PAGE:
Extension Activities:

Write a second poem, using a plant if the first was to an animal and vice versa. Have the students illustrate their poems. Exchange poems and write responses (in poetry or prose) to others' pieces.

The Culminating Poetry Project -- Our Favorite Poems Anthology

This lesson is intended for use after the students have read a written a large number of poems, including some of those in Americans' Favorite Poems: The Favorite Poem Project Anthology. I will use the lesson to help the students express themselves more coherently and with a more literary style in the blurbs they will be writing for our own class anthology.


Students will be able to justify, in writing, why they like a particular poem.


Copies of Robert Pinsky and Maggie Dietz's Americans' Favorite Poems: The Favorite

Poem Project Anthology.

A chalkboard, whiteboard, or chart paper with appropriate writing utensils.

Paper and writing utensils for the students.


Give the students five minutes to thumb through Pinsky, focusing on reading the introductory blurbs submitted to the editors rather than on the poems themselves. Ask them to look for what they consider to be well- and poorly-written explanations of why the poem was the person's favorite. At the end of the five minutes, have them offer suggestions for "good" and "bad" blurbs. Ask what they think should be included in this type of explanation. Emphasize that specific reasons (such as "The images in this poem made me think about birds in a different way.") are more understandable and helpful to the reader than vague generalizations ("It's a good poem," for example). Ask whether a simple "I like it" is enough. Have them improve "I like this poem" by asking them to complete the statement "I like this poem because it makes me feel _____." Write suggestions from the Pinsky submissions on the board, emphasizing those that refer to the poetic elements of the selections, such as metaphor, image, rhyme, rhythm, etc. Have the students take out one of the poems they have particularly liked during the course of the semester and ask them to write five statements explaining, as specifically as possible, exactly why they liked it. Suggest that they write about how the poem made them feel, how it applied to or reflected their experiences, how the piece worked as a poem, or how it inspired them as poets. Have them share their explanations in pairs, commenting on the specifics contained in each other's work. Ask the students to turn in the one statement they feel is the best, along with the title of the poem it describes.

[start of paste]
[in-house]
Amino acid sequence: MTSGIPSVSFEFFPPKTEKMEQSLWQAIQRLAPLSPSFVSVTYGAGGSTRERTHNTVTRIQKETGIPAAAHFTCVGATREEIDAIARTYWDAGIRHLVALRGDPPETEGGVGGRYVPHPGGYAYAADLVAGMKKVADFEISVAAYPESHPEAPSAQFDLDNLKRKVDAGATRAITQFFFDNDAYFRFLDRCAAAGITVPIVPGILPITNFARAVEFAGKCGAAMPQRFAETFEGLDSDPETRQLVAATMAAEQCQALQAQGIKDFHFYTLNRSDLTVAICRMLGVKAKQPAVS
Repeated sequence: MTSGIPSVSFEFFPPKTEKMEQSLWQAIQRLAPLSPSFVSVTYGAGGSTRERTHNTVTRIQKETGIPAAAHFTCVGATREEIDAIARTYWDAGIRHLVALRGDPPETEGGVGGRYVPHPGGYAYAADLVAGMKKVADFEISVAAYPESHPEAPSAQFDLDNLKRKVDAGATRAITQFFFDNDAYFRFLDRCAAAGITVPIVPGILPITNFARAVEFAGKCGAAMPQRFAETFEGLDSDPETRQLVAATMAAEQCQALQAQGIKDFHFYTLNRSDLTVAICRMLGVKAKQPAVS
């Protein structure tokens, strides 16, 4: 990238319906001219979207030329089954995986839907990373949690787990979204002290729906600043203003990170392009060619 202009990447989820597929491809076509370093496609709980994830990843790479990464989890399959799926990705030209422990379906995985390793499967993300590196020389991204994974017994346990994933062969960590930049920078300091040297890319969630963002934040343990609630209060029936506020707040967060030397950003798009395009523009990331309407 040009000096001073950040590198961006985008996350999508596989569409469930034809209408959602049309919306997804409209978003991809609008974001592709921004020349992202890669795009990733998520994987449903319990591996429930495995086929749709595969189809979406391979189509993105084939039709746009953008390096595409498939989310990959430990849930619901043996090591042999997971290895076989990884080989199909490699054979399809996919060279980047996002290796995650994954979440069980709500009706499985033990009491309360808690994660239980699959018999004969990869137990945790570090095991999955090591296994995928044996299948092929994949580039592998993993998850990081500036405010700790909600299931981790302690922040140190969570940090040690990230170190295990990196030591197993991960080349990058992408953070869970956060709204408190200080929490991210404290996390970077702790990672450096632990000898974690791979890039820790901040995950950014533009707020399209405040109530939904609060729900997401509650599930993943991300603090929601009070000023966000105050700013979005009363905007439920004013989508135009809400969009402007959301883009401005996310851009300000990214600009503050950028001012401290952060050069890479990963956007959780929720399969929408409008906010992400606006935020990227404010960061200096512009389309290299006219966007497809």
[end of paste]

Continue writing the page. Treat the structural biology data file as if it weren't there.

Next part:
Extension Activities:

Have the students do the five statements activity for a poem they dislike, again emphasizing specificity. Make a bulletin board matching game out of copies of the poems and yarn thumb tacked to cards with the student descriptions written out. Have the students write specific, admiring statements about their own (or classmates') poems.

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Reading Resources for Students and Teachers

Note: ISBN's included in [ ]'s to aid purchase of less readily available works.

Teachers' Print and Internet Resources

Bogen, Nancy. How to Write Poetry, 2nd ed. New York: MacMillan, 1994. [ISBN 0-671-89567-2]. An excellent edition for the teacher interested in clear explanations of poetic devices such as meter, simile, etc. Includes descriptions and examples of classic and contemporary poetic forms as well, including the ode, sonnet, and ballad. Excellent resource for more advanced students or teachers who aspire to craft more developed poems themselves.

Bradbury, Ray. Zen in the Art of Writing. New York: Bantam Books, 1990. [ISBN 0-553-29634-5].A prose guide to the non-process method Bradbury used for his writing, emphasizing letting go to the flow or writing. Mixes practical writers' tips with Bradbury's discussion of his works. Helpful in small chunks, especially as a resource for students who get blocked easily or think that they cannot write. Similar in theoretical position to the Goldberg, below.

Doresky, Carole Kiler and William Doreski. How to Read and Interpret Poetry. New York: Prentice Hall, 1988. [0-13-431081-0]. A good basic guide to the interpretation of poetry, especially for teachers wholly new to this literary genre. Includes full explications of several poems, as well as descriptions of many contemporary types of criticism. An excellent glossary of poetic terms is appended.

Goldberg, Natalie. Writing Down the Bones: Freeing the Writer Within. Emily Bower, Ed. Boston: Shambhala Publications, 1988. [ISBN: 0-87773-375-9].An absolutely engaging "how to" guide written in short sections. Easily used as a reference resource for a short set of writing classes or as a main text for a longer, or more intensive workshop. Includes lots of advice on how to make "writing activities" a part of one's everyday life.

Higginson, William J. with Penny Harter. The Haiku Handbook. New York: Kodansha International, 1985. [ISBN 4-7700-1430-9]. Includes a scholarly discussion of the history of Haiku, and is written for adults, but also contains many examples of the form which easily lend themselves to use in a mini-unit or single lesson on this popular Japanese form.

Koch, Kenneth. Making Your Own Days: The Pleasures of Reading and Writing Poetry. New York: Simon & Schuster, 1999. Written as a guide for adults wishing to explore the world of poetry, this book is based on Koch's idea that "the language of poetry" is a version of "ordinary language." Excellent for the teacher's own development as a writer, but many of Koch's ideas should prove helpful to the students as well.

-----. Rose, Where Did You Get That Red?: Teaching Great Poetry to Children. New York: Vintage Books, 1990. A reprint of this teacher's 1973 work on how to teach the canon to children. As with the earlier unit (see below), Koch includes many useful suggestions for the classroom teacher and writes in a highly approachable style.